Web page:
The search for a new vendor — or combination of vendors — could be tricky. Only about a half dozen companies can provide online testing for a state the size of Tennessee. That’s why the state Department of Education’s invitation for companies to submit proposals will be structured so that different vendors can bid on different pieces of the work.

“What we’ve learned over time is that there are few vendors who do all of those components well, but some vendors do some pieces of it much better than others,” McQueen said. “We’re going to look for those who have a track record of success online and who we think can manage our program well.”

The state already has taken a step toward that approach. Last month, McQueen announced that Educational Testing Service, also known as ETS, will take over this year’s TNReady design work, such as devising questions and exam instructions. The change will allow Questar to focus on giving and scoring the test and verifying and reporting the results. (ETS also owns Questar. Read more here.)

The legislature’s fiscal review committee recently approved that change, including $12.5 million to pay for ETS’ services, although state officials expect the extra money will be offset by re-negotiating down the cost of Questar’s current contract.

Next Generation

Colorado adopts new science standards that focus on inquiry, not memorization

Jana Thomas watches the progress of her fourth-grade students as they learn about the effects water and land have on each other at Chamberlin Academy, an elementary school in the Harrison district. (Photo By Joe Amon/The Denver Post via Getty Images)

New science standards adopted by a divided Colorado State Board of Education call on students to learn by puzzling through problems in the natural world rather than by listening to facts from a teacher.

The new standards, largely based on Next Generation Science Standards already in use in whole or in part in 38 states, represent the most significant change to what Colorado students will be expected to know in this round of revisions to state standards.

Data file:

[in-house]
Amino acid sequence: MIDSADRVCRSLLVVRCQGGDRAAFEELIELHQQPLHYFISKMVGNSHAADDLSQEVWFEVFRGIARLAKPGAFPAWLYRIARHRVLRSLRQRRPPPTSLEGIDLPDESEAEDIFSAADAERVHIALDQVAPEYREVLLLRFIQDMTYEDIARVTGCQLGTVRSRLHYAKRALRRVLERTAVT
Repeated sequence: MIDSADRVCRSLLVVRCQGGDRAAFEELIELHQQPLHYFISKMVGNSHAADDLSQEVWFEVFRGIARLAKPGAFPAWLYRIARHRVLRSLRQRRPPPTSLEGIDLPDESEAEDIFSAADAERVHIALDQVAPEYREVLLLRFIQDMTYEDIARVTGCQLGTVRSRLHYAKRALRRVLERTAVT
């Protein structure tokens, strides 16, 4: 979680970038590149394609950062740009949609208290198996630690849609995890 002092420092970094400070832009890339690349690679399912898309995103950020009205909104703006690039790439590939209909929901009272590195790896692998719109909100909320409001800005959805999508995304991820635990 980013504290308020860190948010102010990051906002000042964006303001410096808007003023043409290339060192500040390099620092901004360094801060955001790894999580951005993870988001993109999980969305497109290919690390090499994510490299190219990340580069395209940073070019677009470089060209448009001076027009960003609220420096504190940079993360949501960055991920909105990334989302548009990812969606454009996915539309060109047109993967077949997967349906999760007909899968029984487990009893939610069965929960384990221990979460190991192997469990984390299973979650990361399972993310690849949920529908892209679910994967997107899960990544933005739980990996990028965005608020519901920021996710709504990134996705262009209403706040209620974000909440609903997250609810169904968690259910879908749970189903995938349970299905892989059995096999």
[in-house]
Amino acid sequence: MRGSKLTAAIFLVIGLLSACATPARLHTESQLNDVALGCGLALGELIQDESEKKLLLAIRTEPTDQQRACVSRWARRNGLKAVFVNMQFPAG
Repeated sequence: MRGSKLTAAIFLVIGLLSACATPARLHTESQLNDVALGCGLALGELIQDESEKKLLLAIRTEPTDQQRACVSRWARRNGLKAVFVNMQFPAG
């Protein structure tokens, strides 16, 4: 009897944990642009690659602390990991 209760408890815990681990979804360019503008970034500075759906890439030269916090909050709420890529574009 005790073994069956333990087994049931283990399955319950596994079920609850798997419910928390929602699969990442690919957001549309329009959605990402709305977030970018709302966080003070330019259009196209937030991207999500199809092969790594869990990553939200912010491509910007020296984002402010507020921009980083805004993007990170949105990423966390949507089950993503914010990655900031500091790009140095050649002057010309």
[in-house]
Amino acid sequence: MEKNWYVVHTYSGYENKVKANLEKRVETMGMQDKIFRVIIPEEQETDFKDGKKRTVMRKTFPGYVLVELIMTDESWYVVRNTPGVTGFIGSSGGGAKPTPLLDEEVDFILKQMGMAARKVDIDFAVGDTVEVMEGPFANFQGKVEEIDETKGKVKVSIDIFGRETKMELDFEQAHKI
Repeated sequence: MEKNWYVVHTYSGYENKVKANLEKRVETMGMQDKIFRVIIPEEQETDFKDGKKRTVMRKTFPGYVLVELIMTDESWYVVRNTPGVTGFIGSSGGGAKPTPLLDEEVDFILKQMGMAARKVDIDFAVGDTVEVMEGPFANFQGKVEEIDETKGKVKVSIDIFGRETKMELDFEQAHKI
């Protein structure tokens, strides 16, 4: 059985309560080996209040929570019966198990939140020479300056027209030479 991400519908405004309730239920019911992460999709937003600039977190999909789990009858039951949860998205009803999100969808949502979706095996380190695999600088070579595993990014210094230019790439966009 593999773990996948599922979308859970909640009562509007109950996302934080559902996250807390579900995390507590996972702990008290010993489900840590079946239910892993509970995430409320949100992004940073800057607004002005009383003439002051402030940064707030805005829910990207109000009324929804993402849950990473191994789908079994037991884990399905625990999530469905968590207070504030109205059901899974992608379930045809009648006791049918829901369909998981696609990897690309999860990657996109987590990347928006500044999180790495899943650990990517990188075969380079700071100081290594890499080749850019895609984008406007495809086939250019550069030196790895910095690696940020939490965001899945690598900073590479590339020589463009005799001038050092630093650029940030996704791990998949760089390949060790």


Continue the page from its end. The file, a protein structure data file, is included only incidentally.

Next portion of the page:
The State Board of Education reviews academic standards every six years. That process concluded Wednesday with the adoption of standards in comprehensive health and physical education, reading, writing and communicating, and science. The board had previously adopted new standards in social studies, math, world languages, arts, and computer science, among others. Most of those changes were considered relatively minor.

The new science standards, which were developed based on years of research into how people learn science, are considered a major change. They focus more on using scientific methods of inquiry than on memorization. In a time when we can look up literally any fact on our phones – and when scientific knowledge continues to evolve – supporters of the approach say it’s more important for students to understand how scientists reach conclusions and how to assess information for themselves than it is for them to know the periodic table by heart.

Melissa Campanella, a Denver science teacher, is already using Next Generation-based standards in her classroom. Earlier this year, she described a lesson on particle collisions as an example.

In the past, she would have given a lecture on the relevant principles, then handed her students a step-by-step lab exercise to illustrate it. Now, she starts the same lesson by activating glow sticks, one in hot water, the other in cold. Students make observations and try to figure out what might be behind the differences. Only after sharing their ideas with each other would they read about the collision model of reactions and revise their own models.

Supporters of this approach say students learn the necessary facts about science along the way and understand and retain the material better.

Critics fear that not all classroom teachers will be capable of delivering the “aha” moments and that students could miss out on critical information that would prepare them for more advanced study.

That fear was one reason all three Republican members of the state board voted no on the new standards. They also disliked the way the standards treated climate change as a real phenomenon. Nationally, the standards have drawn opposition from religious and cultural conservatives over climate change, evolution, and even the age of the earth.

Some Democratic members of the board started out as skeptics but were won over by the overwhelming support for the new standards that they heard from science teachers.

Board member Jane Goff, a Democrat who represents the northwest suburbs of Denver, said no one she talked to in her district wanted to keep the old standards.

“Most people expressed outright that they felt comfortable with the amount of resources they have (for implementation), and they were enthused about the possibilities presented here,” she said.

Under Colorado’s system of local control, school districts will continue to set their own curriculum – and that’s one point of ongoing concern even for board members who support the change. The state has very limited authority over implementation.

“If we were a state where we had more control over curriculum, some of those concerns would not be so great that students might not learn certain material,” said board chair Angelika Schroeder, a Boulder Democrat.